Free Soil board holds final meeting

June 25, 2013

Board President Jim Stockman, Superintendent Ron Nurnberger, alumni association President Phil Keilman.

By Rob Alway, MCP Editor-in-Chief.

FREE SOIL — Free Soil Community School’s Board of Education met Monday night for the very last time. After 100 years of existence, the last order of business was to pass a resolution to close up the school’s affairs.

But first, the board also took care of some important business to help keep the district’s legacy going — and to honor one of its most dedicated members. In November 2012 Ed Rybicki died. Rybicki had been a member of the Free Soil school board for 53 years, making him not only the longest serving school member of Free Soil school but for any public school board in Michigan. In his will, Rybicki left 1 percent of his estate to Free Soil Community School.

On Monday, the board of education passed a resolution that will give that money to the Free Soil Alumni Association, a gift that will help that organization continue the school’s legacy for years to come. Superintendent Ron Nurnberger said the money will technically become an asset of Mason County Eastern Public Schools, which will absorb the school district as of July 1. MCE, however, has agreed to give the money to the Free Soil Alumni Association, he said.

While the school district will become part of MCE, the buildings and the property they are on will become property of the Village of Free Soil and will serve as a community center.

“We have spent a lot of time and effort to make sure the facilities are in good condition for the village,” Nurnberger said. “We have created a nice park across the street which features playground equipment from the school, including the pirate ship. We also recently built a pavilion which has the original school bell on top of it.”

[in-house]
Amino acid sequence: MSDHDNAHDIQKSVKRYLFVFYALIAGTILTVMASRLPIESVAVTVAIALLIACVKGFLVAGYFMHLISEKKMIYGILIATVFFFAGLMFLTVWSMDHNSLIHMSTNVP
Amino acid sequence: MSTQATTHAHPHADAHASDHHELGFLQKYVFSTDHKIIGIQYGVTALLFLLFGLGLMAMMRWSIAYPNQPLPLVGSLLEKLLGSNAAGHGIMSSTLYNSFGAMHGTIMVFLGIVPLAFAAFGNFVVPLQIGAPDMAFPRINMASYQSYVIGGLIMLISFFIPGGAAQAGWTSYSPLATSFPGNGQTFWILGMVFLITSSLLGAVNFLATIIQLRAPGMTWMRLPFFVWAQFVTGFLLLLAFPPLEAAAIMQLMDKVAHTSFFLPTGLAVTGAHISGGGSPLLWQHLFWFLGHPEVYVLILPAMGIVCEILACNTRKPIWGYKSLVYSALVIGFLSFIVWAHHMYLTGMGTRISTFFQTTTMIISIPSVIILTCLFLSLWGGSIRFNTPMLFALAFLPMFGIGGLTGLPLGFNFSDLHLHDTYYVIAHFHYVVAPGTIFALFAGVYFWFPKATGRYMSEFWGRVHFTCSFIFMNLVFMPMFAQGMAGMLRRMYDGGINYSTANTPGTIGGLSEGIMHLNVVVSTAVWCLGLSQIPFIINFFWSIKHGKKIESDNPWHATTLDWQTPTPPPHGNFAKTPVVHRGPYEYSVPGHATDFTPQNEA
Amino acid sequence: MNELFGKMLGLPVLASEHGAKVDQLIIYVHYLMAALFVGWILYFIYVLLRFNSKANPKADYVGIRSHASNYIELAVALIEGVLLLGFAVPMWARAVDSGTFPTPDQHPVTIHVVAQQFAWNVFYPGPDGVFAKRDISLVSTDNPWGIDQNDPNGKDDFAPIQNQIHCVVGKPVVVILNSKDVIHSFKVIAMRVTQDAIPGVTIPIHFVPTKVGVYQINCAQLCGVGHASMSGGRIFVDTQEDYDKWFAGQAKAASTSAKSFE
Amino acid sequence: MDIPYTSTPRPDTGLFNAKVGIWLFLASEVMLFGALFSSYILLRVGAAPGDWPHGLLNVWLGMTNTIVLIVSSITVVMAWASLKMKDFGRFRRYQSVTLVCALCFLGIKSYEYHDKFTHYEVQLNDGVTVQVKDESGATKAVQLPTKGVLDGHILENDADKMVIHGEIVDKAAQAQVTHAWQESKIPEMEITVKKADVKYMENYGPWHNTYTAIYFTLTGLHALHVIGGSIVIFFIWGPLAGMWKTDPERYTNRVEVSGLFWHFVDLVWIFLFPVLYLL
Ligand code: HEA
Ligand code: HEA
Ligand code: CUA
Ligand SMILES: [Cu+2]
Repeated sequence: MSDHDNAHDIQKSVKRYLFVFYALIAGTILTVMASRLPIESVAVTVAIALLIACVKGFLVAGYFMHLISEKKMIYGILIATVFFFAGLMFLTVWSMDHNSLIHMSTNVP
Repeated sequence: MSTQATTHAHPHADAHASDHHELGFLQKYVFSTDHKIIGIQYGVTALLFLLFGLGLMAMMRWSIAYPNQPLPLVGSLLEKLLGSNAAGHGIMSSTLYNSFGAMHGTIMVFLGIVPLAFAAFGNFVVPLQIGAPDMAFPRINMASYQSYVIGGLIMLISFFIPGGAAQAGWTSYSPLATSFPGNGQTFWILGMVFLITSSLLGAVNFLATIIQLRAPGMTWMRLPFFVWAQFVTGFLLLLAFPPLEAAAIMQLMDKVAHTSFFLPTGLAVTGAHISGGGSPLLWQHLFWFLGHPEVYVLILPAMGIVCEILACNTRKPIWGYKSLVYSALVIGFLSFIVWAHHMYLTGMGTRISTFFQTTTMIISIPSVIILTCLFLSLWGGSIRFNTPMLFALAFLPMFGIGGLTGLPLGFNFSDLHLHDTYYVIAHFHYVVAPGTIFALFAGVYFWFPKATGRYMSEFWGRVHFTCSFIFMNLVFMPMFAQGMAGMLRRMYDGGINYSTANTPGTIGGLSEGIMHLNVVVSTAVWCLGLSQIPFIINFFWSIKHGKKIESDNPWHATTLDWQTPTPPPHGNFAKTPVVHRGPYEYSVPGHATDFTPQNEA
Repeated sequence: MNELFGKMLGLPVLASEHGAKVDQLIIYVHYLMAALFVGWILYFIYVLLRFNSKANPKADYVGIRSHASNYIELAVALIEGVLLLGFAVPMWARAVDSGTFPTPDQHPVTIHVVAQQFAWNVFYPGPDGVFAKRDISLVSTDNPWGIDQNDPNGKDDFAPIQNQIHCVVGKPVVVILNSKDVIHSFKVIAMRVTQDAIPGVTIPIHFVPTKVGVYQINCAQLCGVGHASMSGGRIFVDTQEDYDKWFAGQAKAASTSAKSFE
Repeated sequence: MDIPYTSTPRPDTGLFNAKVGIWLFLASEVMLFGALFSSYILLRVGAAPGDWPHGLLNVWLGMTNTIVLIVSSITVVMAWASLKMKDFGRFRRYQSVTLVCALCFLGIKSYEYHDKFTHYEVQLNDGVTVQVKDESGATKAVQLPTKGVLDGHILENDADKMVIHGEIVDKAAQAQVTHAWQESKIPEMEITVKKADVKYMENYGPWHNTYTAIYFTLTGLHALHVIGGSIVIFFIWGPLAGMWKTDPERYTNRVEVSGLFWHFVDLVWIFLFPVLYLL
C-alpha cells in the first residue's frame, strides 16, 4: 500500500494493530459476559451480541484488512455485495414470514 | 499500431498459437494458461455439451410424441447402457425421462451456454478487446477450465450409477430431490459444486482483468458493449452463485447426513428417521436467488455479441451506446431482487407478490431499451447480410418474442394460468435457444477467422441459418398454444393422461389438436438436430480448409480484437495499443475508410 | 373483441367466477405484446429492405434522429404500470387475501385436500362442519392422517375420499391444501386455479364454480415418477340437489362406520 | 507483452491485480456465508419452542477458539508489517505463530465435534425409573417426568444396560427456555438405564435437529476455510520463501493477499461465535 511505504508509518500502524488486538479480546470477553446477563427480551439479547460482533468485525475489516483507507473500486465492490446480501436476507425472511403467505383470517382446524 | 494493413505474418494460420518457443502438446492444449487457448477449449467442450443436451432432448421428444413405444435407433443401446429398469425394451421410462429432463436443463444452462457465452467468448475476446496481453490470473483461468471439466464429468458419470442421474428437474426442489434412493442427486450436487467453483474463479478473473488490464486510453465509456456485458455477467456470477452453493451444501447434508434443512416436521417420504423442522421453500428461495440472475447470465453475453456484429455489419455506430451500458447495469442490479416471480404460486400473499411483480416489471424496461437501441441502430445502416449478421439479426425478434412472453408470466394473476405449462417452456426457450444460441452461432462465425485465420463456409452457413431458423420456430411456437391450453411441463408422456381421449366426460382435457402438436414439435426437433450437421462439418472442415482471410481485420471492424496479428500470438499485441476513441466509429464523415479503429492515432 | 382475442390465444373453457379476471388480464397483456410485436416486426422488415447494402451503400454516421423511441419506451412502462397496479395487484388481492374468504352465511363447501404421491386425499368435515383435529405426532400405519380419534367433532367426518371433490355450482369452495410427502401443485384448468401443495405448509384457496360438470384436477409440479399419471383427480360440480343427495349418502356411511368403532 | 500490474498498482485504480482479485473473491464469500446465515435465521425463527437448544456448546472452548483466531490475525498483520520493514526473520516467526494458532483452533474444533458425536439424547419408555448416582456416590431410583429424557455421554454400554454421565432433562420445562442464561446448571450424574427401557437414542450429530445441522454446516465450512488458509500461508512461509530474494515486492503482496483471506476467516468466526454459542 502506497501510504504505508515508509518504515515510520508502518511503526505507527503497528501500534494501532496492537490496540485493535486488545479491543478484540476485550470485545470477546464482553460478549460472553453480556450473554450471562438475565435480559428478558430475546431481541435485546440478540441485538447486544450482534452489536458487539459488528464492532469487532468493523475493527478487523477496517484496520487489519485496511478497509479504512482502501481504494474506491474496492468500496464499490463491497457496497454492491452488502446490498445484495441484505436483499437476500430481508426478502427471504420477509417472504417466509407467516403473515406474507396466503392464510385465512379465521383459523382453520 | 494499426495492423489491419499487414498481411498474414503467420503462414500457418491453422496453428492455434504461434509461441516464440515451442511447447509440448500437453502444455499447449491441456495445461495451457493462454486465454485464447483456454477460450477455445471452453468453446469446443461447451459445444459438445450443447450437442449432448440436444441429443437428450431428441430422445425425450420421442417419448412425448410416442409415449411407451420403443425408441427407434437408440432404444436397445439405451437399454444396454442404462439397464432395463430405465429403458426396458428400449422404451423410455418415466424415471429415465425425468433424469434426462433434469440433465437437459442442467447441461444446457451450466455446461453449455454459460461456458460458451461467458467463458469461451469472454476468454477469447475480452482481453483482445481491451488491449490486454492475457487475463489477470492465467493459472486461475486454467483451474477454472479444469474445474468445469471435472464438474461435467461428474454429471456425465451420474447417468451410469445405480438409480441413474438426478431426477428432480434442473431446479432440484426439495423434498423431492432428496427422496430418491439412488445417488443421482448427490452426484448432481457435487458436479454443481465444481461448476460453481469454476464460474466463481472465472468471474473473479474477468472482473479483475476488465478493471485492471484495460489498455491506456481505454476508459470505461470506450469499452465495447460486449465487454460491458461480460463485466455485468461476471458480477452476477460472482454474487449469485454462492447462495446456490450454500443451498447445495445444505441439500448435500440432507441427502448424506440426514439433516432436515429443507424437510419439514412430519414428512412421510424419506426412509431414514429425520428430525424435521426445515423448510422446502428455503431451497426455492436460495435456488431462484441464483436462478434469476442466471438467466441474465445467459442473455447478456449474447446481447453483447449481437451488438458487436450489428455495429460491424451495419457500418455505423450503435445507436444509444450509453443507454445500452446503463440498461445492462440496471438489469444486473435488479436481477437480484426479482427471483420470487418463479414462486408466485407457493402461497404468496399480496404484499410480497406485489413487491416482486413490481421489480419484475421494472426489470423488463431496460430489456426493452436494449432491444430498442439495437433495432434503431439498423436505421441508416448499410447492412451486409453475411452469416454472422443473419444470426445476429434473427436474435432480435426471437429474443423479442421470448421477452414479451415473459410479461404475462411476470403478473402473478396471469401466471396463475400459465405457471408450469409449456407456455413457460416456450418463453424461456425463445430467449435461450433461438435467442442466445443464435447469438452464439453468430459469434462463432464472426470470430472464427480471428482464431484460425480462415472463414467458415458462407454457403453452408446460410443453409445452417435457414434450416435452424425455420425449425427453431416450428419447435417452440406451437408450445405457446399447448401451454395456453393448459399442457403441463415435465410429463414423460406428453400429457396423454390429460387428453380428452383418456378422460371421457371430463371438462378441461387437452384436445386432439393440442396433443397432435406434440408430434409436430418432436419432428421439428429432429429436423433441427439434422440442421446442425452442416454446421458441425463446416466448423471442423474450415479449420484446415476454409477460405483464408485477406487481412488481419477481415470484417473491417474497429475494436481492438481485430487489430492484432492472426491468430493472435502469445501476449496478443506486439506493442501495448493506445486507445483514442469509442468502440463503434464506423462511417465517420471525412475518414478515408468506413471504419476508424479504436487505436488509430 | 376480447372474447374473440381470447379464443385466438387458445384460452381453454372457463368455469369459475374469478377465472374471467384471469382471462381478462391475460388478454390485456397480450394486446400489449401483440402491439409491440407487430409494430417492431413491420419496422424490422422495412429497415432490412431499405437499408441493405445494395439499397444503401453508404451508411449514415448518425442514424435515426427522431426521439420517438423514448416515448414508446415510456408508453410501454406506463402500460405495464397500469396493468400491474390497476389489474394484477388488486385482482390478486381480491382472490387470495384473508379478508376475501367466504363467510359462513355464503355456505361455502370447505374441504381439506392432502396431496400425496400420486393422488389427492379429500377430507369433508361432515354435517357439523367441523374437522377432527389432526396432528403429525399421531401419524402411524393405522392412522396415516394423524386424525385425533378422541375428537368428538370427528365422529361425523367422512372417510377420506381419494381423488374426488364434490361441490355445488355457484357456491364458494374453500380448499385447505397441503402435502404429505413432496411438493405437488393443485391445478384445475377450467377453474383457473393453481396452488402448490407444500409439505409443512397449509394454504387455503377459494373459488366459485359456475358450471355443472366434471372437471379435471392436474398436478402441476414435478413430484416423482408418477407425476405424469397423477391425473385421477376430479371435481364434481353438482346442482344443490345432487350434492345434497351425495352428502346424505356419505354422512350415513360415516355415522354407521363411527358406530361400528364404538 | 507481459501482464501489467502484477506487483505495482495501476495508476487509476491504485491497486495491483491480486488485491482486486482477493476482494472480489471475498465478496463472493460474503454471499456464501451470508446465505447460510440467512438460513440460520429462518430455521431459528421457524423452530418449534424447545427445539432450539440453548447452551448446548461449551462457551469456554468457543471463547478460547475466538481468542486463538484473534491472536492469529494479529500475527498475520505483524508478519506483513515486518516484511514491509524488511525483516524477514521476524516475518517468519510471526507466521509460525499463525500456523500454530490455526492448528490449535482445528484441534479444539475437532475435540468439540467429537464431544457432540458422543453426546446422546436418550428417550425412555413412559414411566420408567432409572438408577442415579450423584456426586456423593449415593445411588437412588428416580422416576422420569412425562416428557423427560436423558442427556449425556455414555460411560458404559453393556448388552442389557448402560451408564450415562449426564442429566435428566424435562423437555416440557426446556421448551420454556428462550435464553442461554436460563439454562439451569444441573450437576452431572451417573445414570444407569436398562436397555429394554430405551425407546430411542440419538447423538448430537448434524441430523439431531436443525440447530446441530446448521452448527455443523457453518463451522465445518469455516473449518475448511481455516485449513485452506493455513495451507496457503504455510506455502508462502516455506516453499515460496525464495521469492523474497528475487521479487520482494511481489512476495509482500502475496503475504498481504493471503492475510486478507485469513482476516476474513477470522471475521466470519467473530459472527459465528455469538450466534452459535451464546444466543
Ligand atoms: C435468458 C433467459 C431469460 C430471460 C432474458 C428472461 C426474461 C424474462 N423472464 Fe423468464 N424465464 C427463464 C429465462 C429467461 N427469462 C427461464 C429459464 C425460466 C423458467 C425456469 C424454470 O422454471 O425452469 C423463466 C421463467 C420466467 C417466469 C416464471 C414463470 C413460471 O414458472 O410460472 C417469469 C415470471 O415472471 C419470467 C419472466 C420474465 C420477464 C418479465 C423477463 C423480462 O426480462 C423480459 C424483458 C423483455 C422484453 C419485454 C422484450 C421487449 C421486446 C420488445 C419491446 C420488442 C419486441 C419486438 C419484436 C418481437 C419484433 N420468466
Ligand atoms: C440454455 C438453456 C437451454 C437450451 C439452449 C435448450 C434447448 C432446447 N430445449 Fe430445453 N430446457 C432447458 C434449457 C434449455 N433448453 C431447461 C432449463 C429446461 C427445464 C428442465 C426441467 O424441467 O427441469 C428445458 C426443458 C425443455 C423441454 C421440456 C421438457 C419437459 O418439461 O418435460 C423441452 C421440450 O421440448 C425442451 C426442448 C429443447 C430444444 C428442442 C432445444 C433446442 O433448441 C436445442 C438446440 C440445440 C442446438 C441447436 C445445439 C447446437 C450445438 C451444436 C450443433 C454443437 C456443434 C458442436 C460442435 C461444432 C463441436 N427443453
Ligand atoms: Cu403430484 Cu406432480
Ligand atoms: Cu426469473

Nurnberger said the gymnasium also has a new floor and a new roof, paid for through insurance money because they were damaged due to a rain storm.

“I know the school board is proud that this building will continue to function,” he said. “We know it isn’t going to be easy for them, which is why we wanted to make sure everything was in a good shape.”

Nurnberger will go down in the history books as the last principal and the last superintendent of the school. He was hired, out of retirement, in 2007 to serve as principal/superintendent, the year the school began offering only kindergarten through eighth grade. In 2010, when the school closed, he continued to serve as a part-time superintendent. Nurnberger said he began his education career in 1969. He worked as an administrator for MCE for 11 years, serving nine as superintendent. He said he has loved being in education but will now retire for good.

On Saturday, the school’s alumni association ended the school’s existence with a party. It’s first ever all school reunion was declared a success. Alumni association chair Phil Keilman said over 1,500 people attended the party and more will be held in the future.

“It was a great time and a great way to send the school off. It was a celebration and people had a good time.”

Jim Stockman is the last president of the board of education. Stockman said he is OK with the school closing.

“It needed to be done and I think it was what I was meant to do,” he said. “Most of us knew it was going to happen. There was just a point where we only had limited students and limited funds. But, we as a board worked very hard to make sure we provided the best deal for the citizens of this school district. Because we kept the school district going for an additional three years we were able to save the taxpayers money. We also were able to save them money for an additional three years because they do not have to pay for MCE’s current building debt, saving them 3.51 mills.

“In the meantime, we built a park and preserved these buildings. I’m proud of that and I’m proud to be a pirate.”

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